by Michelle McGagh, Pensioners thinking of using their freed pension cash to get into buy-to-let may have to turn to crowdfunding to fulfil their plans.
New peer-to-peer lender Landbay is offering finance to those who want to purchase a buy-to-let property but who are frustrated by age restrictions on mortgages.
Crowdfunding works by pooling money from investors to fund certain projects, in this case the purchase of a property, with the peer-to-peer platform essentially marrying up those who want to lend with those who want to borrow.
Landbay aims to provide alternative finance to those who may not qualify for, or are not in the target market for, traditional lenders.
Landbay chief executive John Goodall said banks and building societies had become stricter over who they would advance buy-to-let loans to and had clamped down on lending to professional landlords and first-time landlords.
‘Banks are not lending to professional landlords or first-time landlords…Banks want to lend to people earning £300,000 a year who want to buy a holiday home to rent out,’ he said.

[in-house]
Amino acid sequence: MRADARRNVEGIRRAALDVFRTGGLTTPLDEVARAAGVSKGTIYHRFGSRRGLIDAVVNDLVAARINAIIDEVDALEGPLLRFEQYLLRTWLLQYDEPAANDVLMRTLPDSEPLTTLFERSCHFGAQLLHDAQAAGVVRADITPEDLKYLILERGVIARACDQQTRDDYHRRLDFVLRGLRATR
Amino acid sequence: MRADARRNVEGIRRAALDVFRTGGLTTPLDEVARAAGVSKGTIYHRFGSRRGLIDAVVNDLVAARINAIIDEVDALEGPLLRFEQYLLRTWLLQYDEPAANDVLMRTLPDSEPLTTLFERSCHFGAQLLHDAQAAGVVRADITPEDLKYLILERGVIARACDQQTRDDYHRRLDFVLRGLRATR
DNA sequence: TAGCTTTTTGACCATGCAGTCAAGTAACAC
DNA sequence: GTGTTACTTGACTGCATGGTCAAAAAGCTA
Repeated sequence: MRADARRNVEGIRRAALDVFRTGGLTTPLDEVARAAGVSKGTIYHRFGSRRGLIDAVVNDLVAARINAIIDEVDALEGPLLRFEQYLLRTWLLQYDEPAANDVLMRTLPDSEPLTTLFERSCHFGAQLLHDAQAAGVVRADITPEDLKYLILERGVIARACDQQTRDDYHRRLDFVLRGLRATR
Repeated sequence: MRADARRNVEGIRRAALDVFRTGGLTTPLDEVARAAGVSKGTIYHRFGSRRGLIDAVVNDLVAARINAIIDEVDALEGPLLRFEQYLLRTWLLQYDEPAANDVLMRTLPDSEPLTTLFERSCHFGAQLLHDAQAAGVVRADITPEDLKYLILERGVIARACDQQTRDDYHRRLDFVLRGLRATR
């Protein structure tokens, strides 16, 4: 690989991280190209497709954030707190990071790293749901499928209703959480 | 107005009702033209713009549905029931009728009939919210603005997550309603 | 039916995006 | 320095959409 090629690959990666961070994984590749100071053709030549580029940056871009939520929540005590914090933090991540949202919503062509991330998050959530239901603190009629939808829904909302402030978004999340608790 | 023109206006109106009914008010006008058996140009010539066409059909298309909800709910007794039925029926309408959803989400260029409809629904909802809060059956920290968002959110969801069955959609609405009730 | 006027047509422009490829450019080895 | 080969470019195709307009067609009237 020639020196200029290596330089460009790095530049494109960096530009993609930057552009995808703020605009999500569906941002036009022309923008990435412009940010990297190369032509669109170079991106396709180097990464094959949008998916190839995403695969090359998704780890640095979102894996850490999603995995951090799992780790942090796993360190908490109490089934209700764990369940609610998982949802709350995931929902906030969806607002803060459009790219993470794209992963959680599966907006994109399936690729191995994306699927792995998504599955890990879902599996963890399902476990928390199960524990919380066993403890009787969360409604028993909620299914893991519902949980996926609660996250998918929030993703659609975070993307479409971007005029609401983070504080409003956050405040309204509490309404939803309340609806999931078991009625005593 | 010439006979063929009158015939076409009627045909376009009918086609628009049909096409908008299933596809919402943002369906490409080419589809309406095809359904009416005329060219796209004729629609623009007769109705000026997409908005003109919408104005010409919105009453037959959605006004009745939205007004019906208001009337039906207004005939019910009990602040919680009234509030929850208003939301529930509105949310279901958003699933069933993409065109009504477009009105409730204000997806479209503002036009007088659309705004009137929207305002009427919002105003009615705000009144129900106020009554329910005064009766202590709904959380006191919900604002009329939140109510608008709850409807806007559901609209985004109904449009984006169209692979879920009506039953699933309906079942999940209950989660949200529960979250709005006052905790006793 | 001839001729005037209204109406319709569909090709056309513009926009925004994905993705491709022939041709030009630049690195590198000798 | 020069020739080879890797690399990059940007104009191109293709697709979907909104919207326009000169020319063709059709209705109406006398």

The tougher lending conditions mean pensioners using the relaxation of pension drawdown rules to access their entire pension pot with the hopes of investing in property may find it harder than they expected.
Goodall said many pensioners will also be too old to secure a loan from a traditional lender and most will only offer mortgages where the terms runs past age 70. This is in contrast to Landbay where loan terms are five years and can be taken until age 80.
‘Most banks will not lend beyond age 70 but the first landlord we loaned to was 71 and we will lend to a maximum age of 80,’ said Goodall.
‘There is lots of talk at the moment about the change in annuities meaning that everyone becomes a landlord but I don’t think it will have as much of an impact as people think, but we are an interesting provider from that point of view.
‘We will tap the market for people realising money from their pension…but we are not saying everyone should rush out and become a landlord.’
The deal for borrowers
Borrowing money from Landbay will be comparable in rates to mainstream buy-to-let mortgages but the terms are far shorter, meaning borrowers will have to refinance every few years on the property they find.